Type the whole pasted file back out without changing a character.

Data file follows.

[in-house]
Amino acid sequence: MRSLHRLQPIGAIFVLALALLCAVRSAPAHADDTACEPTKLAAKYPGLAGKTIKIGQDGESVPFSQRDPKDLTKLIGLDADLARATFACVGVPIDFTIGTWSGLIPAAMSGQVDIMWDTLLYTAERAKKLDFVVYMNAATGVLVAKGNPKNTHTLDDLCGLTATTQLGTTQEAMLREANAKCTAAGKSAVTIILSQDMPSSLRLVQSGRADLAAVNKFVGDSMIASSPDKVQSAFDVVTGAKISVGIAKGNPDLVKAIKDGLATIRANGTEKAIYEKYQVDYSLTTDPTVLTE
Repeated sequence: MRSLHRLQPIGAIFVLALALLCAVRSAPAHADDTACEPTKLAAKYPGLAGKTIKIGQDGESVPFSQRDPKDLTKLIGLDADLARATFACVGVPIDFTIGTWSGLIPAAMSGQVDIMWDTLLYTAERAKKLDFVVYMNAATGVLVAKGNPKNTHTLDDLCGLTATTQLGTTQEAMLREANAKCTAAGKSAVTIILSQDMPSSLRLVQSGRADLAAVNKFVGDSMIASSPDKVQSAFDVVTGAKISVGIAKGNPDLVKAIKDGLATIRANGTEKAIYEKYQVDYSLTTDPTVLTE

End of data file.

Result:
[in-house]
Amino acid sequence: MRSLHRLQPIGAIFVLALALLCAVRSAPAHADDTACEPTKLAAKYPGLAGKTIKIGQDGESVPFSQRDPKDLTKLIGLDADLARATFACVGVPIDFTIGTWSGLIPAAMSGQVDIMWDTLLYTAERAKKLDFVVYMNAATGVLVAKGNPKNTHTLDDLCGLTATTQLGTTQEAMLREANAKCTAAGKSAVTIILSQDMPSSLRLVQSGRADLAAVNKFVGDSMIASSPDKVQSAFDVVTGAKISVGIAKGNPDLVKAIKDGLATIRANGTEKAIYEKYQVDYSLTTDPTVLTE
Repeated sequence: MRSLHRLQPIGAIFVLALALLCAVRSAPAHADDTACEPTKLAAKYPGLAGKTIKIGQDGESVPFSQRDPKDLTKLIGLDADLARATFACVGVPIDFTIGTWSGLIPAAMSGQVDIMWDTLLYTAERAKKLDFVVYMNAATGVLVAKGNPKNTHTLDDLCGLTATTQLGTTQEAMLREANAKCTAAGKSAVTIILSQDMPSSLRLVQSGRADLAAVNKFVGDSMIASSPDKVQSAFDVVTGAKISVGIAKGNPDLVKAIKDGLATIRANGTEKAIYEKYQVDYSLTTDPTVLTE